'Would you use a condom with 49 holes in it?' - Madge (7/7/2003)

1.Decision on MADGE vs government over GE cows released today
2.Hold GM company liable for contamination costs
1. Decision on MADGE vs government over GE cows released today
'Would you use a condom with 49 holes in it?'
Mothers Against Genetic Engineering in Food and the Environment
Auckland, New Zealand
email [email protected]
Media advisory
Monday 7 July 2003
The Minister for the Environment Marian Hobbs and her Ministry was severely criticised today by the High Court for not taking enough care in allowing GE cow experiments to go ahead.
The fact that the judge could not find faults with the legal process of approvals of GE experiments by ERMA merely confirms the widely held view that the law is inadequate when it comes to protecting the environmental and economic interests of New Zealanders.
In the MAdGE case against the Minister for the Environment, ERMA and AgResearch, Justice Potter ruled today that the Ministry's "informal understanding" and process to consider applications under the legislation was "unsatisfactory".  She said that MAdGE's concerns about the processes are justified.  She said that given the importance of these matters "a clear protocol is needed supported by systems within the Ministry to ensure that the protocol is observed and that the Ministry is patently accountable in respect of the process".
MAdGE had argued before the Court that the last two stages of the experiment on the GE cows at Ruakura was not a "development" but a field test. 
MAdGE contended that "development" under the HSNO legislation means "genetic modification of a new organism" which stops when the new embryo has been created in the lab.  Madge argued and continues to maintain that the last two stages that involve transgenic cows let loose in the open paddock for the purpose of breeding and milking is a field test.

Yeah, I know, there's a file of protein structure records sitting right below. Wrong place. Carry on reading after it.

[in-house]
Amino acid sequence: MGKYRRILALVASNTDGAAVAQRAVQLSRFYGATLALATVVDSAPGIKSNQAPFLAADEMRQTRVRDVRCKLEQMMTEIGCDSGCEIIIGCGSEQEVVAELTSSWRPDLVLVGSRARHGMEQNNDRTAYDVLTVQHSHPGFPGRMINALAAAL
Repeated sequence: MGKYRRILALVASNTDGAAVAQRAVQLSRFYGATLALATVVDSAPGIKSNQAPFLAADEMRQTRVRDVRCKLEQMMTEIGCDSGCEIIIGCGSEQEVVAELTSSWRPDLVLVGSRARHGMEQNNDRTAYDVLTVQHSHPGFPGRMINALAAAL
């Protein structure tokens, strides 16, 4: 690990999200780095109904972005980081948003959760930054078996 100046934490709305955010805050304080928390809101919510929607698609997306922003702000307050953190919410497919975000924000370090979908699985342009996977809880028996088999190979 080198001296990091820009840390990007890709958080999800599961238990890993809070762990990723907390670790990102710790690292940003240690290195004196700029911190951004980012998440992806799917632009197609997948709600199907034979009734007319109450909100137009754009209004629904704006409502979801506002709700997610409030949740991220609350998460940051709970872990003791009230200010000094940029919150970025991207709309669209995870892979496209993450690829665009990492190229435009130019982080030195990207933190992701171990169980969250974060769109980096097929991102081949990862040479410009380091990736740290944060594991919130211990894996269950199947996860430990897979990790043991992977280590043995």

"Justice Potter side-stepped this issue by stating that "the precise point at which experimental procedures become field testing is a matter of scientific judgment" and that this is not able to be reviewed. This demonstrates that Erma is allowed to make unchallenged decisions on the science.  Dodging the definition of genetic modification, just because it involves scientific judgments is a cop-out.  The fact that Erma can get it so wrong doesn't bode well for the future biosecurity of New Zealand," said MAdGE legal spokesperson, Kate Woodd.
The independent ERMA Review Report published last week, criticized the apparent favouritism extended by ERMA to the scientific evidence put forward by applicants in cases involving GE.
The same report commissioned by the Government, also found ERMA to be severely lacking in 49 critical areas.
MAdGE founder Alannah Currie said "all New Zealanders should be very afraid.  Our Government is promising to lift the moratorium on GE in October and we don't have adequate protection in place. Would you use a condom with 49 holes in it?'
In the wake of those findings the mothers are calling for ERMA to be dissolved immediately and a truly rigorous protective agency put in its place.

For further information please phone Maike Nevill on 09 849 2411 or 027 247 1375
2.Hold GM Company liable for contamination costs
7 July 2003